Are You Ready To Party Up In Here?: Pandemonium At 30

Looking back at The Time’s complicated classic and its history in the Prince multiverse

The Time 1990 (Art: Ron Hart)

Whenever I think of The Time, the first album that ALWAYS comes to mind is 1990’s Pandemonium.

Not 1982’s What Time Is It? Not their 1981 eponymous debut. Not Ice Cream Castle, co-released with the blockbuster film, Purple Rain in 1984, but Pandemonium, released on 10 July 1990. Yes! Pandemonium. Why? The Sequencing. The Humor. The Groove.

Pandemonium‘s power is in the stitching of its songs and skits into a sequenced, cohesive whole, despite its complicated compilation history. The project is a perfect blend of old and new. Roughly half of Pandemonium is mostly reappropriated songs from an abandoned 1989 album project, Corporate World, by The Time, or more accurately Prince and Morris Day, and songs from Prince’s vault, combined with new productions by members of The Time, the dynamic duo Jimmy Jam & Terry Lewis, as well as Jesse Johnson. 

 

AUDIO: The Time “Corporate World” (1989 version)

By 1990, every single member of The Time was a super producer in their own right. Coupled with their mastery of The Time’s sound by playing the tracks live that Prince penned for them up until this point better than any record, many critics would say that a co-produced album by members of The Time and Prince would be a win-win. 

If you remove the five skits, the remaining ten songs are a perfect amalgamation of contribution. The Time penned four (really five, long story). Prince penned the other five. Three tracks from Corporate World appear on Pandemonium, “Donald Trump (Black Version),” “Data Bank” and “My Summertime Thang” and four other tracks, “Love Machine,” “Shake!,” “The Latest Fashion” and “Release It,” end up on the Graffiti Bridge soundtrack, Prince’s twelfth album, released around the same time as Pandemonium on 21 August 1990 in the USA. Two other tracks were chosen from Prince’s vault, “Jerk Out,” initially tracked in 1981 and “Chocolate,” tracked in 1983. At one point, “Jerk Out” was considered for Mazarati’s self-titled debut, released in 1986, on Prince’s record label, Paisley Park. Luckily for us, the music gods intervened, and the song ended up on the right project. To round out the album, Jesse penned two guitar-heavy tracks, “Blondie” and “Skillet,” in line with “My Drawers” composed by Prince for the album Ice Cream Castle, The Time’s third and preceding album with the massive singles, “Jungle Love” and “The Bird,” both featured in the film, Purple Rain. Coincidently, “My Drawers” was included as the b-side of “Chocolate,” the second single from Pandemonium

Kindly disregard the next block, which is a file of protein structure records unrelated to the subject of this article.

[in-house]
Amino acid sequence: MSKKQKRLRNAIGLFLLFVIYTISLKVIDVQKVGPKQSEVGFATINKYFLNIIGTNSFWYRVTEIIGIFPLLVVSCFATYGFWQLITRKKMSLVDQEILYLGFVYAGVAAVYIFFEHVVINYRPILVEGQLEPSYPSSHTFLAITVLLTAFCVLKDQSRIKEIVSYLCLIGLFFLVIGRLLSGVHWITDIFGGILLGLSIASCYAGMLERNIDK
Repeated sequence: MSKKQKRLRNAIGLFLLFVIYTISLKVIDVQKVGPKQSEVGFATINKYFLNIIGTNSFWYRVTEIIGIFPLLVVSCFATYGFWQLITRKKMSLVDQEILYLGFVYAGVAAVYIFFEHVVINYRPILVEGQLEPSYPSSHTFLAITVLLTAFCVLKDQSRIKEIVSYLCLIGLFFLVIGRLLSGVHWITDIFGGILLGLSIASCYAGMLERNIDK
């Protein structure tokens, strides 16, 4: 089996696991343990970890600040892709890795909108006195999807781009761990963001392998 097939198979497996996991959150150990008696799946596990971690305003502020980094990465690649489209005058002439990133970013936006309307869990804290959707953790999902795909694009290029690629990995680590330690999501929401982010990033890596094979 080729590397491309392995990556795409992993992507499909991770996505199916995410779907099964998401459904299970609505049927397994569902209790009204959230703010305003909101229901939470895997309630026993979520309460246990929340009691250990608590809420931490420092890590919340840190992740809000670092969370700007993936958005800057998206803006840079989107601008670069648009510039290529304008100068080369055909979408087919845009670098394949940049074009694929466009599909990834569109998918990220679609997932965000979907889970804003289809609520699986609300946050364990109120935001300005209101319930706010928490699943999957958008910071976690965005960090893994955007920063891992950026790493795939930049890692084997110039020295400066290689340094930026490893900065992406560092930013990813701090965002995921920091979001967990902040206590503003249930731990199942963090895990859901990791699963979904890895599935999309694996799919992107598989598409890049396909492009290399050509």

The Time “Jerk Out”, Paisley Park 1990

The intentional sequencing of skits and songs, woven together, is one reason the project sounds like an album, as opposed to a collection of songs. Pandemonium’s sonic textures are quilted together to create a potent concoction. Another reason is the cooking theme, peppered throughout the album as a delightful vehicle for The Time’s signature humor. The album cover and singles’ art, as well as the “Chocolate” video and The Time’s “Shake!” performance in the Graffiti Bridge film, also use the cooking theme. The big bottle of “Crisca,” a play on words for Crisco liquid shortening, hanging above or on The Time’s performance stage is lowbrow but decadent fun. The cooking theme even continues in the liner notes, “Mixed in The Skillet for more sizzle, pure hiss and true distortion,” and within the CD booklet, as well, with the fork and knife icons, signaling line breaks within the lyrics.